Skip to main content

What’s Going On With Cyber Insurance?

“There was a ransomware victim every 10 seconds in 2020.” “Malware increased by 358% in 2020.” “Nearly 80% of senior IT leaders believe their organizations lack sufficient protection against cyberattacks despite increased IT security investments made in 2020.” With cyber incidents on the rise, insurance carriers are responding accordingly. Here’s what to expect and what you can do to best position your organization when shopping for cyber policies.

The cyber insurance marketplace looks very different today than in recent years.

Due to increased cyber incidents and claims, all of the following have become more common:

  • Carriers not offering certain classes of cyber coverage
  • Non-renewals
  • Premium increases starting at 20%
  • Sub-limits and co-insurance on ransomware claims
  • Lower limits
  • Underwriters unwilling to extend – or short extensions with restrictive terms

However, there are steps you can take to to avoid some of these problems and improve your positioning to underwriters.

Implement cybersecurity measures and reduce your risk.

Most carriers require minimum controls if you want to obtain or renew a cyber policy. Without these measures, your organization has a much higher cyber risk level. Here are three of the most common cyber security measures often required:

  • Backups
    • All company files and data should have at least one back-up, if not two. Offsite is even better.
    • Why it’s important: Regular and frequent backups means in the event of a ransomware attack, your organization can choose to not pay the ransom and be up and running sooner.
  • Multi-Factor Authentication (MFA)
    • You are probably familiar with this security method that verifies a user’s identity by requiring more than a password, such as a text verification code.
    • Why it’s important: Users often re-use passwords. Once a password has been compromised in one breach, fraudsters are often able to access other accounts with the same password. When a hacker gains access to your email, they can use that to reset other account passwords.
  • Endpoint Detection and Response (EDR)
    • Like Next Generation Antivirus software, EDR relies on artificial intelligence, data analytics, and machine learning. The difference is that EDR works in nearly real time and at a network level. It protects all endpoints, not just a single device.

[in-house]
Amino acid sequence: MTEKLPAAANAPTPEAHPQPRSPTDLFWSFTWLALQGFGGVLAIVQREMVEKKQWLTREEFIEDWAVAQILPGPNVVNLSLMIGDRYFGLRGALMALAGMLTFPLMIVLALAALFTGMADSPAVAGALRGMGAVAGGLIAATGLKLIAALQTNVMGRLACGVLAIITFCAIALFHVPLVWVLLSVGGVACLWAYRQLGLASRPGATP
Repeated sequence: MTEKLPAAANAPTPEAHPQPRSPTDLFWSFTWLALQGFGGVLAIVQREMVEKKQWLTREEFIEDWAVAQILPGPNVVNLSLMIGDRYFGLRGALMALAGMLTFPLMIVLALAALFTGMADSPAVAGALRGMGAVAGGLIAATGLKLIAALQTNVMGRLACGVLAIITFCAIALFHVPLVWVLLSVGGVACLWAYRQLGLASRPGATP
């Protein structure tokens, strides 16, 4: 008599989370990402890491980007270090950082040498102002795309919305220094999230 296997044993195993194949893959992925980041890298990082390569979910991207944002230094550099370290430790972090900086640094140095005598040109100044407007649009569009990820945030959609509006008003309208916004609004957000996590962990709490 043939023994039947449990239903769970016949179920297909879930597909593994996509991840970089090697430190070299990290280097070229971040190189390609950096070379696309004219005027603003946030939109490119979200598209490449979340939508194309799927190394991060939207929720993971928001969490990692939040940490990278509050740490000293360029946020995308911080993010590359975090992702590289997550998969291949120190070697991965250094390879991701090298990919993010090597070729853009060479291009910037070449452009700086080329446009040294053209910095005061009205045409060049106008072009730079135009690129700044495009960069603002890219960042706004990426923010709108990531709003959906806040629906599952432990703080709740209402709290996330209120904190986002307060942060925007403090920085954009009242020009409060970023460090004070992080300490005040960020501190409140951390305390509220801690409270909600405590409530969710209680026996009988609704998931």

• Why it’s important: EDR provides real time protection for all devices connected to a network. Without other security measures, it only takes one wrong click on one device to launch a cyber attack on an organization’s entire network.

If you are thinking about obtaining a cyber policy or have an upcoming renewal, plan ahead. Implementing these measures ahead of time will help you obtain the coverage you need at the best price possible. Reducing your organization’s risk profile can help reduce your premiums. That’s true for other coverage as well, not just cyber.

Figure out your cyber risk level – and continue to monitor it.

Underwriters want to see that an organization is serious about cyber security. They want to see that you are taking action to reduce your risk profile. The first step to reducing your risk level is finding out what it actually is. Once you know where you’re at, then you can figure out what areas to spend your resources on to make the biggest impact. Something like the free Cyber IQRM we offer is a good place to start. The Cyber IQRM is a 20 question cyber liability assessment you take online. Though you receive your score right away, a risk consultant will reach out with a full report based on your responses. If underwriters know that you regularly monitor your cyber risk, you are more likely to get better premiums.

[Take the Cyber IQRM]

As organizations become savvier with cyber security and beef up their protection measures, we hope to see a turn toward positive trends in the cyber insurance marketplace.

Skip to content